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A completed laundry basket dresser with four marked laundry baskets

Overview

Keep your clothes and all your other laundry off the floor with a D.I.Y. laundry basket dresser.

Steps

1Have the plywood pre-cut

Once you've worked out how big you want your laundry basket dresser to be, you can take your plans to a Bunnings store and get the plywood for your frame and shelves pre-cut

For our laundry basket, we had our 2 pieces of 2250mm x 600mm x 30mm ply cut into:

  • 1325mm x 2
  • 800mm x 2

 

We then had our 2 pieces of 2400mm x 1200mm x 17mm ply cut into:

  • 1325mm x 2
  • 353mm x 2
The tools and materials necessary for making a laundry basket dresser

2Assemble the frame

Put the four pieces of plywood that make up your rectangular frame together. This includes the two 800mm x 30mm pieces and the two 1325mm x 30mm pieces. Make sure the edges are square. Put on your safety equipment. Use the cordless drill to drill three countersunk holes between the side of the frame and the top or bottom of the dresser. Use the 50mm screws to secure. Repeat this for the other three corners.

The completed frame for a laundry basket dresser

3Build the shelves

Measure the length of the piece of plywood that will run across the middle of your laundry basket dresser. In our case, this will be the two 1325mm x 17mm pieces. Mark the midpoint. Line-up the piece of plywood that will be the divider in your dresser. For our dividers, we used the 353mm pieces. Use the drill and screws to attach the divider to the other piece of plywood. Repeat this process to build the second shelf. Use the 50mm screws to screw from the bottom and use the 30mm screws to screw from the top down into the divider.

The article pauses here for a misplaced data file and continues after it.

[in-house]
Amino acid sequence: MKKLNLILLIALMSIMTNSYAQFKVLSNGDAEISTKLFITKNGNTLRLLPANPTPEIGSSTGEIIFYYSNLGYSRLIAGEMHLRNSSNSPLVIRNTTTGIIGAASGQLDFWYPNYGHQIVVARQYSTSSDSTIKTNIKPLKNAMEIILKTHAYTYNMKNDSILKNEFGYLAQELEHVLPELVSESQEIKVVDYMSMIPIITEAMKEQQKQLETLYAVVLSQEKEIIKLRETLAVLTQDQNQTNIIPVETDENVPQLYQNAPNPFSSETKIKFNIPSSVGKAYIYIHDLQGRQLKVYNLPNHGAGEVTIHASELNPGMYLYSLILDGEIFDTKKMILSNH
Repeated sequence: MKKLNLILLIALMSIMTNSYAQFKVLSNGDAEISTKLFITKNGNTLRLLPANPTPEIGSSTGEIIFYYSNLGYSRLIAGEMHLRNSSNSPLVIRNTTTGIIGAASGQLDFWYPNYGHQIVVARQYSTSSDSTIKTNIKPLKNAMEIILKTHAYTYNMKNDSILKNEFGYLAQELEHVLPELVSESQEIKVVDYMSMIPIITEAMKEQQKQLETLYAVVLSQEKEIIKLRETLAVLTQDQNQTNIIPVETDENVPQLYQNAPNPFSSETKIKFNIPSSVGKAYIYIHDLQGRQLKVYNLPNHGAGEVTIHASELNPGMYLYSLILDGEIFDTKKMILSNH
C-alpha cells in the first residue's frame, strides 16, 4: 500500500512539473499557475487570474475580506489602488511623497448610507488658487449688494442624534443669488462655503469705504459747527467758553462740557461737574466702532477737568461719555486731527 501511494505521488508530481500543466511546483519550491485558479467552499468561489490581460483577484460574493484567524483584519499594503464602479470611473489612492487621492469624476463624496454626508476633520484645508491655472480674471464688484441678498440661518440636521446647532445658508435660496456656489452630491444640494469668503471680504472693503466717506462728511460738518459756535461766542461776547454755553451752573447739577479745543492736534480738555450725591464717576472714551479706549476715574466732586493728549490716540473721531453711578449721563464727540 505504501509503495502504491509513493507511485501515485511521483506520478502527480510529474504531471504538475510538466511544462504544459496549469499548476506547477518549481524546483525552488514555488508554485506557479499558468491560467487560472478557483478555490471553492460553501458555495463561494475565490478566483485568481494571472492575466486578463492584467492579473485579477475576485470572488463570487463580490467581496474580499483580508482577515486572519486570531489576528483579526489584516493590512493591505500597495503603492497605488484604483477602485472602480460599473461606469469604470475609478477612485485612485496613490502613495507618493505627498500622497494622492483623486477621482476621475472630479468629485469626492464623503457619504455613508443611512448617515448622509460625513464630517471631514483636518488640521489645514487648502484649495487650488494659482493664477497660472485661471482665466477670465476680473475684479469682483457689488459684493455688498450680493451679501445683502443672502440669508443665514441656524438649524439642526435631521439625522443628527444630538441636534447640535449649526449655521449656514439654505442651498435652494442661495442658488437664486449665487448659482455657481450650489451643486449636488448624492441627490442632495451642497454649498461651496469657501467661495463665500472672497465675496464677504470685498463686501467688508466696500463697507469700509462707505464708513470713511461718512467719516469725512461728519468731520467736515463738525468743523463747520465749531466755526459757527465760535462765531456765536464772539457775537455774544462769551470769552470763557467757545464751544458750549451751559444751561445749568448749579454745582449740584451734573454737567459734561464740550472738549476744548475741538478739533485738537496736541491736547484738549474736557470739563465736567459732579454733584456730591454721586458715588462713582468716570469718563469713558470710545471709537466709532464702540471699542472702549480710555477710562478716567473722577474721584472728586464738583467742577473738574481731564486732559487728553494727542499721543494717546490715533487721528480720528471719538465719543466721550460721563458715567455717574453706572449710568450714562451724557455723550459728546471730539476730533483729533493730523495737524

A pencil and tape measure being used to mark a panel of wood

4Install the bottom shelf

Place the first shelf inside the laundry basket frame. Make sure it is square. Secure the shelf to the sides of the frame by countersinking and screwing them together. Repeat this for the other side of the frame.

Inner shelves for a laundry basket dresser being positioned inside the frame

5Attach the divider to the frame

To make the dresser more stable attach the central divider to the base of the dresser. Use the cordless drill and the 30mm screws to secure the divider to the base.

A hole being drilled into a laundry basket dresser frame

6Install the top shelf

Place the top shelf inside the frame, so that it's on top of the bottom shelf. Secure the top shelf with the drill and screws to the underside of the bottom shelf. If you drill on the bottom shelf the screws won't be visible.

The inner shelves of a laundry basket dresser being secured in place with a drill

7Attach the castor wheels

Use the drill and screws to fix the four castor wheels to each corner on the underside of the laundry basket dresser. This will allow you to easily move your dresser around.

Castor wheels being secured to the bottom of a laundry basket dresser

8Secure the top of the divider

To make the dresser more secure, turn it over so that it's on its wheels. Use the drill and 30mm screws to attach the central divider to the top of the dresser.

Person drilling timber together.

9Paint the dresser

Use the colour of your choice, that matches your laundry décor, to paint the laundry basket dresser. Once it's dry move it into place and insert the laundry baskets into the shelves.
A completed laundry basket dresser with four marked laundry baskets

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More D.I.Y. Advice

Health & Safety

Please make sure you use all equipment appropriately and safely when following the advice in these D.I.Y. videos. You need to be familiar with how to use equipment safely and follow the instructions that came with the equipment. If you are unsure, you may feel it is safest to consult an expert, such as the manufacturer or an expert Bunnings Team Member.

Grave health hazards are linked to asbestos, which may be in homes built up to 1990. Health hazards may result from exposure to lead-based paints in older materials and copper chromium arsenic (CCA) treated timber. For information on the dangers of asbestos, lead-based paint and CCA treated timber and tips for dealing with these materials contact your local council's Environmental Health Officer. You can also use a simple test kit from Bunnings to indicate the presence of lead-based paint.